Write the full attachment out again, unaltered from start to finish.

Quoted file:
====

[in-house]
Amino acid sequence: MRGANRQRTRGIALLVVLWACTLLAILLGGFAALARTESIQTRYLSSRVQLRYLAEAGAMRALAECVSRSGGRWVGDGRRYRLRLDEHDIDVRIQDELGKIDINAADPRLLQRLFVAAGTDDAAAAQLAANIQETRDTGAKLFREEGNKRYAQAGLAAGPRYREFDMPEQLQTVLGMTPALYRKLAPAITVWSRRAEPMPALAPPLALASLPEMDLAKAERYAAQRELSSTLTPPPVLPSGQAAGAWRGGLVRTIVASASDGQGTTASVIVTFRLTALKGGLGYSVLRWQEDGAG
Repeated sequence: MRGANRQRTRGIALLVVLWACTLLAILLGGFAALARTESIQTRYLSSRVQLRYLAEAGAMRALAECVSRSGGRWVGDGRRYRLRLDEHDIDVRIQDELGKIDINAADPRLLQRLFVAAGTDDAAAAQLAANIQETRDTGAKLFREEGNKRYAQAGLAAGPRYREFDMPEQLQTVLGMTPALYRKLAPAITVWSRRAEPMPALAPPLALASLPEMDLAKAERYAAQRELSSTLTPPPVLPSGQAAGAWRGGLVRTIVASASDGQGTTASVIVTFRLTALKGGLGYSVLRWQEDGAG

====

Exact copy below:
[in-house]
Amino acid sequence: MRGANRQRTRGIALLVVLWACTLLAILLGGFAALARTESIQTRYLSSRVQLRYLAEAGAMRALAECVSRSGGRWVGDGRRYRLRLDEHDIDVRIQDELGKIDINAADPRLLQRLFVAAGTDDAAAAQLAANIQETRDTGAKLFREEGNKRYAQAGLAAGPRYREFDMPEQLQTVLGMTPALYRKLAPAITVWSRRAEPMPALAPPLALASLPEMDLAKAERYAAQRELSSTLTPPPVLPSGQAAGAWRGGLVRTIVASASDGQGTTASVIVTFRLTALKGGLGYSVLRWQEDGAG
Repeated sequence: MRGANRQRTRGIALLVVLWACTLLAILLGGFAALARTESIQTRYLSSRVQLRYLAEAGAMRALAECVSRSGGRWVGDGRRYRLRLDEHDIDVRIQDELGKIDINAADPRLLQRLFVAAGTDDAAAAQLAANIQETRDTGAKLFREEGNKRYAQAGLAAGPRYREFDMPEQLQTVLGMTPALYRKLAPAITVWSRRAEPMPALAPPLALASLPEMDLAKAERYAAQRELSSTLTPPPVLPSGQAAGAWRGGLVRTIVASASDGQGTTASVIVTFRLTALKGGLGYSVLRWQEDGAG